Indeed, it can even be a special-purpose console daemon that is compiled solely for use in "single-user" mode. (e.g. It may be statically linked. It may contain only a limited set of device drivers, comprising solely those for the physical human interface devices used in single-user mode. It may omit the code for performing session switching, for performing secure attention key processing, and for handling multiple fonts and keyboard mappings. It may have merely "basic" device drivers that do not exploit advanced features of the human interface device hardware.)

Interaction with X

On machines where all applications employ a textual user interface (albeit one that employs the whole of Unicode), the console-daemon described in the preceding sections suffices. In other words: If no X server is required, the described console-daemon is all that need be employed.

However, many machines require the presence of an X server, which will compete with the console daemon for use of the physical I/O hardware.

Previously, this would have involved VT_WAITACTIVE and friends, mechanisms that have been acknowledged as being badly designed (because they are prone to race conditions and lost events) since at least 1996. With console daemons, there are two ways of adding X servers to the mix. Neither requires VT_WAITACTIVE et al..

Inferior method: Use IPC

The simplest means of arranging a console daemon and an X server to share the same hardware is to realize that this is nothing more than a simple exercise in normal inter-process communication and negotiation over the use of a shared resource. The solution for this is well-known: mutual exclusion.

So the solution is to just use the normal Linux IPC mechanisms. Each "head" is assigned a mutual exclusion semaphore. Both the console daemon and the X server procure that semaphore. The owner of the semaphore is the one that has control over the physical I/O devices. The name of the semaphore is configured by an administrator, and passed to the console daemon and to the X server when they are started up.

As far as the X server is concerned, session switches proceed as follows:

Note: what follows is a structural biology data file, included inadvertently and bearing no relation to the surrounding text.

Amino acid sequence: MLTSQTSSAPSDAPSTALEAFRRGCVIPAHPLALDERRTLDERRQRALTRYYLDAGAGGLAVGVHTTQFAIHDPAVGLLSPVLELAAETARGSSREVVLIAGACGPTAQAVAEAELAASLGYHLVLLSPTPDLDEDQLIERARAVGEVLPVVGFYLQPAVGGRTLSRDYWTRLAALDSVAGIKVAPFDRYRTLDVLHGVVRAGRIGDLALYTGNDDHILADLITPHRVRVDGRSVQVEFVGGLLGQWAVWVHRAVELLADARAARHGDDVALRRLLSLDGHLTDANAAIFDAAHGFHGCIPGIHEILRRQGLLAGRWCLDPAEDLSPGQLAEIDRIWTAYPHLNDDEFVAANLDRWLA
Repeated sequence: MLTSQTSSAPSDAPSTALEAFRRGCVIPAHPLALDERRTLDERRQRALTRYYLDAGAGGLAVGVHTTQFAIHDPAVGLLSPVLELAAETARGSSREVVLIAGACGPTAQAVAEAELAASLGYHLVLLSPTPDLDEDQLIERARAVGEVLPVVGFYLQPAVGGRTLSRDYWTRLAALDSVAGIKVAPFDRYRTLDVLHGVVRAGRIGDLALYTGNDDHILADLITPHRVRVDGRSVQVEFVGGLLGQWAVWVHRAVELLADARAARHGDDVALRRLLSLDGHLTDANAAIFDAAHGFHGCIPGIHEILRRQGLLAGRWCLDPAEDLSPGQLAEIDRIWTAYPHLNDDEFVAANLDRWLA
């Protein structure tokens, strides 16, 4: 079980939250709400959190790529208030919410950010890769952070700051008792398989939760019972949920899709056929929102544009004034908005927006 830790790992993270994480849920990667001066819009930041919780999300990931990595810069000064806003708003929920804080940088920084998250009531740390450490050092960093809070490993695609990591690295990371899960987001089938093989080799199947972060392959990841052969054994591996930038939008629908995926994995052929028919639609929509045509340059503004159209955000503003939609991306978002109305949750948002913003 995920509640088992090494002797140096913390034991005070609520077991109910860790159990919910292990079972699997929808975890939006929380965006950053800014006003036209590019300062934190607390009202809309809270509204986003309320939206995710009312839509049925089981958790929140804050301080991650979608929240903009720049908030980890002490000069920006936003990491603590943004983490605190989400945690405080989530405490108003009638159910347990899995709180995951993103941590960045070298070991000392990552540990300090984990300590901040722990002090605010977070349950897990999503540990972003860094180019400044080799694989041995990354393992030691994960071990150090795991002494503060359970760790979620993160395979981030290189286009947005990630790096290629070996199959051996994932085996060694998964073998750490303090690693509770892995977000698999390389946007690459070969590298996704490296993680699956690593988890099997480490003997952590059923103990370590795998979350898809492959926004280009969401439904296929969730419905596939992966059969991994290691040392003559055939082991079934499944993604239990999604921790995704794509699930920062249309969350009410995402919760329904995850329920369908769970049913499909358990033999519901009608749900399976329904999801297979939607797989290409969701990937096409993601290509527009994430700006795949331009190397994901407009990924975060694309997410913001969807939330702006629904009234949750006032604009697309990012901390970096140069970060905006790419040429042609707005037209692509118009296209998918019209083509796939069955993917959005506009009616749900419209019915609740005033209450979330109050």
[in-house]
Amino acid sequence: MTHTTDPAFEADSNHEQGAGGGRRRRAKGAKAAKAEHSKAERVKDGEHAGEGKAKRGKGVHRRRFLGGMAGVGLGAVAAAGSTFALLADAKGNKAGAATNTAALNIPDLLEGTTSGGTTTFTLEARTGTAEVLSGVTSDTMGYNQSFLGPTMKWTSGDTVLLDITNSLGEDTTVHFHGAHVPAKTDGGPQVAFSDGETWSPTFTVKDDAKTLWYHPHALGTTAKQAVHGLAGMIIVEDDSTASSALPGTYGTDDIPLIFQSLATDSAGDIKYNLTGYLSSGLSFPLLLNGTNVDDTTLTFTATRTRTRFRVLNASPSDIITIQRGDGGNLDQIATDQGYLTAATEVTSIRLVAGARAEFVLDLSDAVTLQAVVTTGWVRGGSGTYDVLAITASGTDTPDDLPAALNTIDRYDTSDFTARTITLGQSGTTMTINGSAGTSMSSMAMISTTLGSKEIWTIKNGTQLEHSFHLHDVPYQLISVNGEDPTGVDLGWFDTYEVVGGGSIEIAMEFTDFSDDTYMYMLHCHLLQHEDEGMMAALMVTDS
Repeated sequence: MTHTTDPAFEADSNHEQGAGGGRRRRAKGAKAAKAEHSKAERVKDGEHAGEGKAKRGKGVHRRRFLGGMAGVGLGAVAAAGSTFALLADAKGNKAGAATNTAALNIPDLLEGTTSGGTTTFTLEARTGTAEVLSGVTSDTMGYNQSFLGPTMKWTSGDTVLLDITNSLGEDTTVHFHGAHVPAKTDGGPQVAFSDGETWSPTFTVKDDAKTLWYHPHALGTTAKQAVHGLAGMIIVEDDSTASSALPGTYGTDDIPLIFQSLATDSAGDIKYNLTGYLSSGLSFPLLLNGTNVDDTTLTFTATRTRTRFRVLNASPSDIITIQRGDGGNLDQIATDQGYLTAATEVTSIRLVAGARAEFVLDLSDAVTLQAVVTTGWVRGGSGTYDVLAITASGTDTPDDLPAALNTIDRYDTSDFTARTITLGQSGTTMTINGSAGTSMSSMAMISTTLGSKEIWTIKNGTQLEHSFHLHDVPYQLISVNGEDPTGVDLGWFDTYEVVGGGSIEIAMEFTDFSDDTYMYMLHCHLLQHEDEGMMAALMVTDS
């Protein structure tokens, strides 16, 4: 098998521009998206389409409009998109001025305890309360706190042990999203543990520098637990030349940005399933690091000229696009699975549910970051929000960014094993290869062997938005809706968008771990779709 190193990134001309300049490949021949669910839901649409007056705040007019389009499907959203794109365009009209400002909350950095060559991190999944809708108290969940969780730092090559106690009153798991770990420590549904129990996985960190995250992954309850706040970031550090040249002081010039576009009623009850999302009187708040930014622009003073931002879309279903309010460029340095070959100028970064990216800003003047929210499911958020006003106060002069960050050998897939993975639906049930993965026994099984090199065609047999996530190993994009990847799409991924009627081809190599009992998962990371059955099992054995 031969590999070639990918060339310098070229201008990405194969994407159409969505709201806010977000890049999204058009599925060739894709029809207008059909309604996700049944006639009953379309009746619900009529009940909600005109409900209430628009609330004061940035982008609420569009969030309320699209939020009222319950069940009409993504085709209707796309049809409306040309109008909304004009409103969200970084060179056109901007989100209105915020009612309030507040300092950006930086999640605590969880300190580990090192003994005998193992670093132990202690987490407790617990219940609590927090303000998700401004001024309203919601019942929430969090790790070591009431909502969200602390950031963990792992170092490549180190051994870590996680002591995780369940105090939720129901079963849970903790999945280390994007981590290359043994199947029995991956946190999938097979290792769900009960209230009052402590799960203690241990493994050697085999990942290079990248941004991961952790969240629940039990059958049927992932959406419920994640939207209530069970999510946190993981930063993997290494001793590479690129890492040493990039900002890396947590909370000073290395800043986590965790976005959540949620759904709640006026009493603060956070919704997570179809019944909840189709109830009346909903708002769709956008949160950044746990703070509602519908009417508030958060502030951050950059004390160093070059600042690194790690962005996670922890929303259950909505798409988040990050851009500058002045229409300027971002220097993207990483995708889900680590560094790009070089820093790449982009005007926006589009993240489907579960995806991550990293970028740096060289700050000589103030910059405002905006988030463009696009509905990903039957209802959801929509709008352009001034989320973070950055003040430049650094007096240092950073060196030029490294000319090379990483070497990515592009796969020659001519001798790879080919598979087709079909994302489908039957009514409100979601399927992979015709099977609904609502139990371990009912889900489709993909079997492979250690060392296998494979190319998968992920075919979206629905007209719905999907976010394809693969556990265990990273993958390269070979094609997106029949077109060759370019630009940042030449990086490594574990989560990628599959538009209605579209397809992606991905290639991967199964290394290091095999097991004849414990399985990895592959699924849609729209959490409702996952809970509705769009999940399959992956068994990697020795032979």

1. The X server begins in a state where it has acquired the mutex semaphore.

  2. The X server reads a ctrl-alt-Fn hotkey sequence, from the raw keyboard device, that indicates some session other than its own should be switched to.

  3. The X server saves the current state of the framebuffer, keyboard, and mouse devices, and notes that it no longer controls those devices.

  4. The X server releases ownership of the mutex semaphore.

  5. The X server attempts to regain ownership of the mutex semaphore. Until it gains ownership, it does not touch the physical I/O devices at all. It does not consume any keyboard or mouse events, and drawing requests from X clients are either buffered or discarded, as appropriate.

  6. Once it regains ownership of the mutex semaphore, the X server restores the prior saved state of the physical I/O devices and resumes its consumption of input events and its drawing on the frame buffer.

As far as the console daemon is concerned, session switches proceed as follows:

  1. The console daemon begins in a state where it has acquired the mutex semaphore.

  2. The console daemon reads a ctrl-alt-Fn hotkey sequence, from the raw keyboard device, that indicates the X server session should be switched to.

  3. The console daemon saves the current state of the framebuffer, keyboard, and mouse devices, and notes that it no longer controls those devices.

  4. The console daemon releases ownership of the mutex semaphore.

  5. The console daemon attempts to regain ownership of the mutex semaphore. Until it gains ownership, it does not touch the physical I/O devices at all. It does not consume any keyboard or mouse events. It still processes output received from the virtual console "master" devices that it is listening to, processing terminal escape sequences and writing to the VCC devices. But processing stops there. It does not paint the character cells from any VCC device onto the frame buffer.

  6. Once it regains ownership of the mutex semaphore, the console daemon restores the prior saved state of the physical I/O devices and resumes its consumption of input events and its drawing on the frame buffer.

Superior method: Just have one server

The superior method of arranging a console daemon and an X server to share the same hardware is to realize that in fact the two are doing exactly the same job. They both have a set of physical I/O devices. They both have a set of clients that they poll for display output requests (sockets for communicating with X clients in the case of the X server, "master" sides of virtual consoles in the case of the console daemon). They both consume raw input events from the keyboard and mouse, process them, and hand them over (in a post-processed form) to their clients.